Issue > Poetry
Roger Jones

Roger Jones

Roger Jones teaches in the M.F.A. creative writing program at Texas State University in San Marcos. He has published two collections of poetry, with a third shortly forthcoming. He has published widely for a quarter century in various journals, including Southern Poetry Review, Hawaii Review, Texas Review, Modern Haiku, and others.

King Of The Factory

Small hat cocked on his head, gold front tooth
gleaming, Mertis eases among the racks of flower pots.
With his ultra-soothing glide, he seems to rise
over the pettiness, anger, dust, heat, stink
and degradation of the plant, and work we do,
his natural grace my model, though it could never be
copied. But I watch him anyhow—how he moves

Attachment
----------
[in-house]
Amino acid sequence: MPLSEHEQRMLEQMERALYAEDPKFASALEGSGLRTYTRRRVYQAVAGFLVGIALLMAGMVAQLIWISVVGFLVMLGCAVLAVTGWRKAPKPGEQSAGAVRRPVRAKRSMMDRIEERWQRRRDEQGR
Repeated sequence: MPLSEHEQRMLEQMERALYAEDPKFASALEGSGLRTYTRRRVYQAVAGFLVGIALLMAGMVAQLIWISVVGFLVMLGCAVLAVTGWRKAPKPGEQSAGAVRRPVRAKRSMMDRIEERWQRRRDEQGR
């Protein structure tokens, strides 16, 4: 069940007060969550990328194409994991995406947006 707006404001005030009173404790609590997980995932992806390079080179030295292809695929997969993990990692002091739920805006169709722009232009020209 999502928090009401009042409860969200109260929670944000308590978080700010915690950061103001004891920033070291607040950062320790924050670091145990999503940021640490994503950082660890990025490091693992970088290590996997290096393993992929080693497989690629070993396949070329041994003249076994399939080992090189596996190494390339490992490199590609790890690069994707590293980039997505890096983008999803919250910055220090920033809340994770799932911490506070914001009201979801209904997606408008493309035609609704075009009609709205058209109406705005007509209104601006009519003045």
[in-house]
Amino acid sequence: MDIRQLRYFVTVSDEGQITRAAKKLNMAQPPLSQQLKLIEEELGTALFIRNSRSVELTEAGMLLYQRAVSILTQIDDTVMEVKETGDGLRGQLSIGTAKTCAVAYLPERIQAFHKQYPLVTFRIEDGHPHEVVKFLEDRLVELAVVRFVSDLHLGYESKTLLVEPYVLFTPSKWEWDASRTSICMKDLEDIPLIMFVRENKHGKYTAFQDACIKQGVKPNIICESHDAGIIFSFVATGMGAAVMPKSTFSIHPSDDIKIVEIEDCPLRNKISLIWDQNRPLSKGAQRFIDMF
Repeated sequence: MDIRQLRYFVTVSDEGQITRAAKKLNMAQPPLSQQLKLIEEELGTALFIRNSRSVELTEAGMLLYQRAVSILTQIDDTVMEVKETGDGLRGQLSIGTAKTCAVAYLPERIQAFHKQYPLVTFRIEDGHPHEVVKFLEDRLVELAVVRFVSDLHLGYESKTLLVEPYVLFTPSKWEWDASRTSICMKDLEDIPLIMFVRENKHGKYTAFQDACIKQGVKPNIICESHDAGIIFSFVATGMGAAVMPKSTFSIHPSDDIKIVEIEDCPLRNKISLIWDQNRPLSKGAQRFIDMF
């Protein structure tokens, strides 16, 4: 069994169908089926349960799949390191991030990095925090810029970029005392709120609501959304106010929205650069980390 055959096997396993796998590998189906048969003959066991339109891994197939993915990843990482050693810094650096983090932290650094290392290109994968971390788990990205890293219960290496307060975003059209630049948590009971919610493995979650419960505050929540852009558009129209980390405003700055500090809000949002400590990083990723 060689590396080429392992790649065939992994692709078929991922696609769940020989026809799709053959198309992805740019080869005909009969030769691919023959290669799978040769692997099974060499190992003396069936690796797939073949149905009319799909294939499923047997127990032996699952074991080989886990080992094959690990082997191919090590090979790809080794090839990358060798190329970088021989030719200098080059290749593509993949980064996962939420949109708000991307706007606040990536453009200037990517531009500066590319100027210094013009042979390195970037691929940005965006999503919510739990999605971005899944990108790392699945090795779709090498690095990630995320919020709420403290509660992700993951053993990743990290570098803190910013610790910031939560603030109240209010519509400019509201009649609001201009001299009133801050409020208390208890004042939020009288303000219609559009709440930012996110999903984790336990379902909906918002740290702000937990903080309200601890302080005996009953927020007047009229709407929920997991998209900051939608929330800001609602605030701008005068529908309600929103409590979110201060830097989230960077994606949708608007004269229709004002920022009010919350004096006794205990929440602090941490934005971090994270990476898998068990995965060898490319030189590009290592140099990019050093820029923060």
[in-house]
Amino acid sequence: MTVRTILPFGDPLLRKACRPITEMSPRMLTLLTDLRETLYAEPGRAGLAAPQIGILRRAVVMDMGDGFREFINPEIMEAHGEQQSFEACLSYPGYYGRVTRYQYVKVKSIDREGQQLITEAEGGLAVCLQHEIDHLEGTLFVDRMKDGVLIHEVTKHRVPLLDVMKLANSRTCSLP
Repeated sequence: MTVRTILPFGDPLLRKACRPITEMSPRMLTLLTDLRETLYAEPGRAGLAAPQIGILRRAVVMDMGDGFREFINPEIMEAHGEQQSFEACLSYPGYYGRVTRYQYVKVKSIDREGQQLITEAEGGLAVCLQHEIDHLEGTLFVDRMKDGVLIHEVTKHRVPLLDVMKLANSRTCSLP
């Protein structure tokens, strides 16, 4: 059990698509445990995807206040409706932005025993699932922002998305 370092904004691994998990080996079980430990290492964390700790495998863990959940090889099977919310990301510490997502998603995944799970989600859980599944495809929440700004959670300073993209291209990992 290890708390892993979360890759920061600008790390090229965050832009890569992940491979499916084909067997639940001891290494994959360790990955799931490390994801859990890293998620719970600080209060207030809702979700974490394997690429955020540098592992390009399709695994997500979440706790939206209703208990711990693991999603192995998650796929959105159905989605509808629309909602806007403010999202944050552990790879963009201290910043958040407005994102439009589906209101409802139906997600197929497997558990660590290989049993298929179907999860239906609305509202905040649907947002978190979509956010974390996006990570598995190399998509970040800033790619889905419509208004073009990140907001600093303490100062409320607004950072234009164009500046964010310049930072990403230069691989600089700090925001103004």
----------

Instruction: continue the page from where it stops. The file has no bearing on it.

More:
day to day, toothpick in his mouth, ambling back and forth
from rack to press, and keeps the production line going
while women at the presses wipe brows on rags
steeped in diesel, and curse the bosses, the pay, the men
back on loading dock, the clay workers who splash
gas in their faces. Mertis tends to them, serene,
smiling. At last buzzer, he washes up in the restroom,
whistling. "Another day, another dollar," he says to whomever.
Pause. "And that's just about it, too.

Old Fashioned Telephone

Voices crackling back along the party line:
"Power's out down here, too" –
old Louie Terrell, up at his timbered lot.

A stormy April night.
We're by transistor radios, alone,
eager to see where bad weather's headed —

eight dark houses, up and down
a dirt road that dead ends at Bewley's farm.
Mrs. Estes chiming in, "I heard

there was a twister down in Dalby."
Then Mack Roberts: "something in it.
Sure been wild down here."

Back and forth, like a current,
the news in the dark
running its route, while candle-flames at home

leap and waggle in the window pane,
one wide pine outside profiled black
in lightning's shine, and bullet rain.